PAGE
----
Section Highlights

History of NeighborWorks America and the NeighborWorks Network

Pittsburgh Activist Laid Groundwork

The roots of the NeighborWorks system go back to a resident-led, 1968 campaign for better housing in Pittsburgh, Pennsylvania's, Central North Side neighborhood. Dorothy Mae Richardson, a homemaker and community activist, enlisted city bankers and government officials to join with her block club to improve her neighborhood. Together, they persuaded 16 financial institutions to make conventional loans in the community; a local foundation capitalized a revolving loan fund. They rented a trailer, hired staff, and named the effort Neighborhood Housing Services.

In 1970, the Federal Home Loan Bank (FHLB), under the direction of Preston Martin, concluded that savings-and-loan officers needed special training in lending in older, urban markets. These trainings were led by Bill Whiteside, who soon discovered that the accomplishments of NHS of Pittsburgh could serve as a model for the rest of the country. The FHLB trainings continued around the country, but, more and more, they turned into workshops for starting other Neighborhood Housing Services organizations, now referred to as NeighborWorks organizations.

The Concept Takes Hold Nationally

In 1973, President Nixon prepared to announce a moratorium on federal housing programs. To help soften the announcement, the Department of Housing and Urban Development (HUD) entered into a handshake agreement with the FHLB on a five-year initiative to expand NeighborWorks organizations across the country. The initiative would be coordinated by a specially created Urban Reinvestment Task Force, for which HUD would provide the funding and the FHLB would provide the staff. The HUD-FHLB partnership was expanded the next year to include the Federal Reserve, the Comptroller of the Currency, and the Federal Deposit Insurance Corporation.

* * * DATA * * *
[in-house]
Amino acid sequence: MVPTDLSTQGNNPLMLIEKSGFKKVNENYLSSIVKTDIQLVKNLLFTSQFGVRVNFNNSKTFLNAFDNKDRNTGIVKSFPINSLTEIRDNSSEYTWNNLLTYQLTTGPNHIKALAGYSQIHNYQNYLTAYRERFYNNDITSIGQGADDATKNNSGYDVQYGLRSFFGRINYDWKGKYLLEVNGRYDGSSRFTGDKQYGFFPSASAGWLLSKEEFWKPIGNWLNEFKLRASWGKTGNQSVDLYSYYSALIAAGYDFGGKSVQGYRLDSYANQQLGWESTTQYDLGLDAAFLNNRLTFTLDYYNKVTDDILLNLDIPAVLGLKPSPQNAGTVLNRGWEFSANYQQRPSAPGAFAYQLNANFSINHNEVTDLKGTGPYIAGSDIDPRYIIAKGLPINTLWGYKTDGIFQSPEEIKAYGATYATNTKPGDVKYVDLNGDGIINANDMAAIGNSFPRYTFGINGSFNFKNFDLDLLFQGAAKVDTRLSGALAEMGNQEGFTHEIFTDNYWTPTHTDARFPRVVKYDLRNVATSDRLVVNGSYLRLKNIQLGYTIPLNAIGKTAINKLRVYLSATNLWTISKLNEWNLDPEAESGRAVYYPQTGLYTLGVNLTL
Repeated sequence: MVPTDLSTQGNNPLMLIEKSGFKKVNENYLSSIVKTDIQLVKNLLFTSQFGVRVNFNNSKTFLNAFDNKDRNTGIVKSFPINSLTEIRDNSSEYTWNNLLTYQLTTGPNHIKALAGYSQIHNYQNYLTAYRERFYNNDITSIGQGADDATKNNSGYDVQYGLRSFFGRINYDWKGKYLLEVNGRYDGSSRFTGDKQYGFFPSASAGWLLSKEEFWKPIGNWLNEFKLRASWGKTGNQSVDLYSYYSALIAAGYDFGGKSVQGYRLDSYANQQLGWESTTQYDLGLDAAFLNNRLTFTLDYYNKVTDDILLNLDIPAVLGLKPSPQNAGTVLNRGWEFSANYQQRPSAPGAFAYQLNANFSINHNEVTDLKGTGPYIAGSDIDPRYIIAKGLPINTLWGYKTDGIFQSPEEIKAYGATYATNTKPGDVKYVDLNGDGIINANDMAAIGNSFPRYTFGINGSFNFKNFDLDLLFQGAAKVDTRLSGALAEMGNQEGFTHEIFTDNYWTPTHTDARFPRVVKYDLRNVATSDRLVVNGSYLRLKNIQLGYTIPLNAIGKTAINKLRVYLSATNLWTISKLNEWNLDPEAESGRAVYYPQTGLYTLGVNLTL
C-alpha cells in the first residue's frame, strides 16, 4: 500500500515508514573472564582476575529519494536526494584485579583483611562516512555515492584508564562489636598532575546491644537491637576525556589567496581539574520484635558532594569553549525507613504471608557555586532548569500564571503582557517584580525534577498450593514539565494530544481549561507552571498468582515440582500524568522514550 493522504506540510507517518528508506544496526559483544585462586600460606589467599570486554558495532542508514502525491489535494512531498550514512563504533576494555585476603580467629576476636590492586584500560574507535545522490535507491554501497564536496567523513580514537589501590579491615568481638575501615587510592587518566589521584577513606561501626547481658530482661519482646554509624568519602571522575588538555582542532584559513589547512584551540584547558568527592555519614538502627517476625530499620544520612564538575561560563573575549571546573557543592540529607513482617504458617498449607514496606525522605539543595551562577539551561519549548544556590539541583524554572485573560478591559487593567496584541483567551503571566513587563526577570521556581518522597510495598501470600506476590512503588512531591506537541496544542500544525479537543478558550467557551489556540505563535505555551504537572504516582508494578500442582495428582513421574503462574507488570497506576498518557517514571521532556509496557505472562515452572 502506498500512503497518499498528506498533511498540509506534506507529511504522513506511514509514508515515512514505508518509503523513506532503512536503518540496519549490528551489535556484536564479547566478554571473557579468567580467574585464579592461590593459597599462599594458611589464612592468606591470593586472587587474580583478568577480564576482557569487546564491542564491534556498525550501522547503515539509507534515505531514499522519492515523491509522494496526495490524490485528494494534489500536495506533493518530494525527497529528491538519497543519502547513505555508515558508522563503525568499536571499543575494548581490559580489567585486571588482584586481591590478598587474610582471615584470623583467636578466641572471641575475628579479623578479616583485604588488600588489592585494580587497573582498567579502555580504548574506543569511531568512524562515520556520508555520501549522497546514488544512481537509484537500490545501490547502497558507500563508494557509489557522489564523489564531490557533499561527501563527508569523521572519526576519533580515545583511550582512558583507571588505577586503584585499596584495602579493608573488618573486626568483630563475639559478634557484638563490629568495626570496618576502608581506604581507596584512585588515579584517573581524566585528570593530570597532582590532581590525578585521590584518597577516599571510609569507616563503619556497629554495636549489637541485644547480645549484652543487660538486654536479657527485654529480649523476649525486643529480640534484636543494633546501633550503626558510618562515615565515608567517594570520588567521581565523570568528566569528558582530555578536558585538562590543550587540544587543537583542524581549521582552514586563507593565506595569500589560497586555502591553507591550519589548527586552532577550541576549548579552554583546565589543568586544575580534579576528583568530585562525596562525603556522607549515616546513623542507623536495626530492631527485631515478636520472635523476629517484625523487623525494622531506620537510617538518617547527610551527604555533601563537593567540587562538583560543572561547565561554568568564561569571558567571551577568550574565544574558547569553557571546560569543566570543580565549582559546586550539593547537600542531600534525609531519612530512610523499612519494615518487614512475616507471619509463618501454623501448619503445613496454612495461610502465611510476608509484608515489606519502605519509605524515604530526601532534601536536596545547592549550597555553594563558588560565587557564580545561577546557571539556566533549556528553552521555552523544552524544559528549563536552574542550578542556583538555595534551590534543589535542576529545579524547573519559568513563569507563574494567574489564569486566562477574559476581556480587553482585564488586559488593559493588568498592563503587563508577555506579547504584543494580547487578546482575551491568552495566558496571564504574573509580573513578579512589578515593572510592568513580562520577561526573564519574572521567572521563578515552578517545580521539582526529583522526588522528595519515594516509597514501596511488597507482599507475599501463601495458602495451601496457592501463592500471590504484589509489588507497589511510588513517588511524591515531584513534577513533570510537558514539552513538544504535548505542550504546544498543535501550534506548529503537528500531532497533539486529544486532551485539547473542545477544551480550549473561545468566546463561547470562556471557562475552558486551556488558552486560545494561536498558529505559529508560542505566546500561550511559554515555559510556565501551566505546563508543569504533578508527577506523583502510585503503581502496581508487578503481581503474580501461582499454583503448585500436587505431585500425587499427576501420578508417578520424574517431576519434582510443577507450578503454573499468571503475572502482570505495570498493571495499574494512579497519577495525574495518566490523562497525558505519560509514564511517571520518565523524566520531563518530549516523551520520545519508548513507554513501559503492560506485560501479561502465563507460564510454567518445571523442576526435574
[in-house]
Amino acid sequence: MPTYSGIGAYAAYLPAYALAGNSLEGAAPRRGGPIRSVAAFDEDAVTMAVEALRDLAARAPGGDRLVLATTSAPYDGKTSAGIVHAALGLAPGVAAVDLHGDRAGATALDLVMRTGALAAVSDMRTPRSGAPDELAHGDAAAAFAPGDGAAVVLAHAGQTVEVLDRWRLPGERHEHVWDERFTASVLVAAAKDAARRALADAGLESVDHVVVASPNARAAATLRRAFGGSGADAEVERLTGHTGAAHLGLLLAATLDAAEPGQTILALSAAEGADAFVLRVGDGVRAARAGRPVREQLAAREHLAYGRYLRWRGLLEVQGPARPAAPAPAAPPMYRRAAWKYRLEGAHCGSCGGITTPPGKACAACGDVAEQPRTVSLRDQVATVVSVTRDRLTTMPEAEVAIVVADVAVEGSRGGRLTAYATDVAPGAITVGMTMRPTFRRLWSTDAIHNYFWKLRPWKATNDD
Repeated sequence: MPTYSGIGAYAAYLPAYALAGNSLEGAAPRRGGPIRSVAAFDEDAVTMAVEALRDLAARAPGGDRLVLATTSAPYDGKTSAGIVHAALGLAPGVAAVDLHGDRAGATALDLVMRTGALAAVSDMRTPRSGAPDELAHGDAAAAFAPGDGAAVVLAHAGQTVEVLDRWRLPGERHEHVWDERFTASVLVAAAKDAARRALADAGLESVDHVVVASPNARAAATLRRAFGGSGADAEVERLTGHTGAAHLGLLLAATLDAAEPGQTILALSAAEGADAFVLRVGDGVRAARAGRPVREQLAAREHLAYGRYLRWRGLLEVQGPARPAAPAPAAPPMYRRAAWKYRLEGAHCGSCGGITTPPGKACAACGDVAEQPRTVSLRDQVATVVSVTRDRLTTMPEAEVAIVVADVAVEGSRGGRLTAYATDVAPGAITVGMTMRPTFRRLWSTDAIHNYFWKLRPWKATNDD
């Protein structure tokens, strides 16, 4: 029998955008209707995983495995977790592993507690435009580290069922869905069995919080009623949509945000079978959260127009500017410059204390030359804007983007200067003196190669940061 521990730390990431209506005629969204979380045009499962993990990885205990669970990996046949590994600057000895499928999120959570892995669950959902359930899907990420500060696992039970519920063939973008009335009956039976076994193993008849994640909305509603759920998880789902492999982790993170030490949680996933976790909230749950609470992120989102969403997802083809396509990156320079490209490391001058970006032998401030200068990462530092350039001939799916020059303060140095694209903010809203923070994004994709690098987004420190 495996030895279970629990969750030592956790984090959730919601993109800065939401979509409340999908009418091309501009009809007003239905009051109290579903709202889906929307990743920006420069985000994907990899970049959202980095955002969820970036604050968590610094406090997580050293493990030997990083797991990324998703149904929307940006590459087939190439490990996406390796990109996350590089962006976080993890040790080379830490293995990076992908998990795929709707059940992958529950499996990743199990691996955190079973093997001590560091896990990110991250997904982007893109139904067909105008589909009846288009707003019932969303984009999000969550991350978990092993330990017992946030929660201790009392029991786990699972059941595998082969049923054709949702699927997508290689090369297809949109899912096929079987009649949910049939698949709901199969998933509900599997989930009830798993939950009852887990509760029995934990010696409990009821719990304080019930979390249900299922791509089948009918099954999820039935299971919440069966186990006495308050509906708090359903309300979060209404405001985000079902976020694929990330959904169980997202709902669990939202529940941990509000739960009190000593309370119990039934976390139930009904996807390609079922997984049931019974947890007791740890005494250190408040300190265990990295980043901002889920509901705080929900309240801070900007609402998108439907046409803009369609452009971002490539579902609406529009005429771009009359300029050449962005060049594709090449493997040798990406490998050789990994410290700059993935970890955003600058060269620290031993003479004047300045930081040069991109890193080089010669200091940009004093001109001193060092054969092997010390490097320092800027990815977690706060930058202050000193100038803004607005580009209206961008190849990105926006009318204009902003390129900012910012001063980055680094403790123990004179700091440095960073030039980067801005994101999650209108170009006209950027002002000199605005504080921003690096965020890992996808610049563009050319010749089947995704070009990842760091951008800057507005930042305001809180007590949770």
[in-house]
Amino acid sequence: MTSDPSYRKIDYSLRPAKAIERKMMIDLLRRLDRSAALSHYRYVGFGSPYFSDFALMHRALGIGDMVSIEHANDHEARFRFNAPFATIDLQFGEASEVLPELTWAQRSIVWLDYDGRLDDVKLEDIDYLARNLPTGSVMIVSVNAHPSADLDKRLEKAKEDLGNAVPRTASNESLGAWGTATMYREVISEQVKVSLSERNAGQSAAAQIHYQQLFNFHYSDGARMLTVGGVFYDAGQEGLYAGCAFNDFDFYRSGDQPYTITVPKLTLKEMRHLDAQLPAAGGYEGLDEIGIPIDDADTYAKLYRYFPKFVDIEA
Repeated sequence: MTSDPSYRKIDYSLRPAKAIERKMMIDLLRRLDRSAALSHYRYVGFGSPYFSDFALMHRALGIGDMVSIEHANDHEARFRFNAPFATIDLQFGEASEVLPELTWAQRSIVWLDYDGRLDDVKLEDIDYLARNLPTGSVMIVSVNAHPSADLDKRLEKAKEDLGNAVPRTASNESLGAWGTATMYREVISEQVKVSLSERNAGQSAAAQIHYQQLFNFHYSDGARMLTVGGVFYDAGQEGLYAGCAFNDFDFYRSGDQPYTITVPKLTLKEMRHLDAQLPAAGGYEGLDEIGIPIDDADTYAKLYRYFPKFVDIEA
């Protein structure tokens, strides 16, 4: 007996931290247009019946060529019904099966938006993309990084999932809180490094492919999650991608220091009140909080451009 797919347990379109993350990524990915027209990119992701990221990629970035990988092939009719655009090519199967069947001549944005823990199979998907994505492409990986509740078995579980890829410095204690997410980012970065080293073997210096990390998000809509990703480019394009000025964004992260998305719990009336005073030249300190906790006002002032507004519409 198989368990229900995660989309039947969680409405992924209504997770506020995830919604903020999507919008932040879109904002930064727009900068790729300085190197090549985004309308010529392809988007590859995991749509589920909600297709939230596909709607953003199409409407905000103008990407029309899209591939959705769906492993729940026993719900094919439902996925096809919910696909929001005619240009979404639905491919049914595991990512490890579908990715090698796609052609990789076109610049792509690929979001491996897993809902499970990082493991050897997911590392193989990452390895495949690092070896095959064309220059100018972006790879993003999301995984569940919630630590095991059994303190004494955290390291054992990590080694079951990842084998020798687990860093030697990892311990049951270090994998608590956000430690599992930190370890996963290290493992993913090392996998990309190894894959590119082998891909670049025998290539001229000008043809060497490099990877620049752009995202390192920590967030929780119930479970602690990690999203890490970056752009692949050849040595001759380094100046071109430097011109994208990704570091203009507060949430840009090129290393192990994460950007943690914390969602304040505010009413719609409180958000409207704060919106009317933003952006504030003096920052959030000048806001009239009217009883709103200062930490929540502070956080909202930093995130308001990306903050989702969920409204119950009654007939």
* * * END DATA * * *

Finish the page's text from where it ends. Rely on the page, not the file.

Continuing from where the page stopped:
Limited access to funding for the NeighborWorks organizations' revolving loan funds threatened the network's effectiveness and further expansion. At the time, private foundations were practically the only resource. Then Congress enacted the Community Development Block Grant (CDBG) program, and provided that CDBG grants could capitalize NeighborWorks loan funds. In 1974, NHS partners in Oakland conceived of a national loan-purchase resource that would buy loans from local NHSs, thus replenishing their local loan funds. They named it Neighborhood Housing Services of America (NHSA). Its initial funding came from the Urban Reinvestment Task Force.

The Federal Home Loan Bank established the Office of Neighborhood Reinvestment in 1975 with Bill Whiteside serving as its first director. A year later, the office expanded to 14 staff members working with NHSs in 45 cities. The new entity established regional offices in Boston, New York, Atlanta, Kansas City, Cincinnati and San Francisco to support the growing NHS network.

Formalized by Congress

In 1978, Congress institutionalized the NHS network by establishing the Neighborhood Reinvestment Corporation to carry on the work of the Urban Reinvestment Task Force. [In April 2005, the Corporation began doing business as NeighborWorks America.] The Congressional act (Public Law 95-557) charged Neighborhood Reinvestment with promoting reinvestment in older neighborhoods by local financial institutions in cooperation with the community, residents and local governments. Bill Whiteside was named executive director. The act defined Neighborhood Reinvestment's mission as "revitalizing older urban neighborhoods by mobilizing public, private and community resources at the neighborhood level."

In their first decade, local organizations concentrated on perfecting their core services for owner-occupied housing in their initially targeted neighborhoods. Pittsburgh's NHS staff, for example, helped Central North Side residents with referrals to reputable contractors, follow-up inspections to assure work quality, counseling and assistance in securing work-related financing, referrals to participating financial institutions for credit-worthy clients, and custom-tailored loans from the NHS's loan fund for others.

But blight and decay infected whole swaths of territory, including apartment buildings, shopping areas, and rural communities. So local organizations adjusted their strategies by expanding into additional neighborhoods and adding new programs. Neighborhood Reinvestment staff helped devise new programs, such as revitalizing distressed apartment buildings and shopping areas, promoting homeownership, and training jobless youth in home construction.